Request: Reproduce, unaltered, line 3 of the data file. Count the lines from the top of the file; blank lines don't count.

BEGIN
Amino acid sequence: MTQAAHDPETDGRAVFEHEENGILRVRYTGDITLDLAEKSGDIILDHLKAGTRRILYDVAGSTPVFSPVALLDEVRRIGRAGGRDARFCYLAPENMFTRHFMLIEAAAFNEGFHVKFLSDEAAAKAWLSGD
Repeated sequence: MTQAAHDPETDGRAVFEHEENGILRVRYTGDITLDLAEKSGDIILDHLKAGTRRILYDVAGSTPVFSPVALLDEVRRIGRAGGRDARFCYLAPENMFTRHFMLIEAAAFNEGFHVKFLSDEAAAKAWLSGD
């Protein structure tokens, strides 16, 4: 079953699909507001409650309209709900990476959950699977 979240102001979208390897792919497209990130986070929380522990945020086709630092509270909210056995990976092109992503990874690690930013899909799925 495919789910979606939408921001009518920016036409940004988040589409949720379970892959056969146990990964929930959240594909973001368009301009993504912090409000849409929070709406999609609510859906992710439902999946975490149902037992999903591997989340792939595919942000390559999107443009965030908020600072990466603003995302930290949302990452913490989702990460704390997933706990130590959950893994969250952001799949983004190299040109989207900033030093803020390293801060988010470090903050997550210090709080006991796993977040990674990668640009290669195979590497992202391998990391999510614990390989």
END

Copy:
């Protein structure tokens, strides 16, 4: 079953699909507001409650309209709900990476959950699977 979240102001979208390897792919497209990130986070929380522990945020086709630092509270909210056995990976092109992503990874690690930013899909799925 495919789910979606939408921001009518920016036409940004988040589409949720379970892959056969146990990964929930959240594909973001368009301009993504912090409000849409929070709406999609609510859906992710439902999946975490149902037992999903591997989340792939595919942000390559999107443009965030908020600072990466603003995302930290949302990452913490989702990460704390997933706990130590959950893994969250952001799949983004190299040109989207900033030093803020390293801060988010470090903050997550210090709080006991796993977040990674990668640009290669195979590497992202391998990391999510614990390989």